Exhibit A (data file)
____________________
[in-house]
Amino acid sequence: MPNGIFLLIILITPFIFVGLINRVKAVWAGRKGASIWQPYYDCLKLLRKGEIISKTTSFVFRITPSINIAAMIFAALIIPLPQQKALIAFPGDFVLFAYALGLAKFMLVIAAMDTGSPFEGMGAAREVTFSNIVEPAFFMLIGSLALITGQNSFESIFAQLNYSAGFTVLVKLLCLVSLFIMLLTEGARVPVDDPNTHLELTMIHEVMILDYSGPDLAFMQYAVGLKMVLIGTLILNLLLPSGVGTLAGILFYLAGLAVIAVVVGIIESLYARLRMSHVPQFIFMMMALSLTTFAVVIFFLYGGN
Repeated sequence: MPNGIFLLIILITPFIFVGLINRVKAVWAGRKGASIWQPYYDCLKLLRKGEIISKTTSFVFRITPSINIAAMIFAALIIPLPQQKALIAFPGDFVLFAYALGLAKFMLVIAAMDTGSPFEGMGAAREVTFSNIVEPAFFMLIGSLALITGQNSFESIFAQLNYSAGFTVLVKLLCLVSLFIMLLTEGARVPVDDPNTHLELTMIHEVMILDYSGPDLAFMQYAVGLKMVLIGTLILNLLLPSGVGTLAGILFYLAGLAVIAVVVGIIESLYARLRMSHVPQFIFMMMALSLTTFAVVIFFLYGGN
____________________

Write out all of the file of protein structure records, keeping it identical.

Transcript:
[in-house]
Amino acid sequence: MPNGIFLLIILITPFIFVGLINRVKAVWAGRKGASIWQPYYDCLKLLRKGEIISKTTSFVFRITPSINIAAMIFAALIIPLPQQKALIAFPGDFVLFAYALGLAKFMLVIAAMDTGSPFEGMGAAREVTFSNIVEPAFFMLIGSLALITGQNSFESIFAQLNYSAGFTVLVKLLCLVSLFIMLLTEGARVPVDDPNTHLELTMIHEVMILDYSGPDLAFMQYAVGLKMVLIGTLILNLLLPSGVGTLAGILFYLAGLAVIAVVVGIIESLYARLRMSHVPQFIFMMMALSLTTFAVVIFFLYGGN
Repeated sequence: MPNGIFLLIILITPFIFVGLINRVKAVWAGRKGASIWQPYYDCLKLLRKGEIISKTTSFVFRITPSINIAAMIFAALIIPLPQQKALIAFPGDFVLFAYALGLAKFMLVIAAMDTGSPFEGMGAAREVTFSNIVEPAFFMLIGSLALITGQNSFESIFAQLNYSAGFTVLVKLLCLVSLFIMLLTEGARVPVDDPNTHLELTMIHEVMILDYSGPDLAFMQYAVGLKMVLIGTLILNLLLPSGVGTLAGILFYLAGLAVIAVVVGIIESLYARLRMSHVPQFIFMMMALSLTTFAVVIFFLYGGN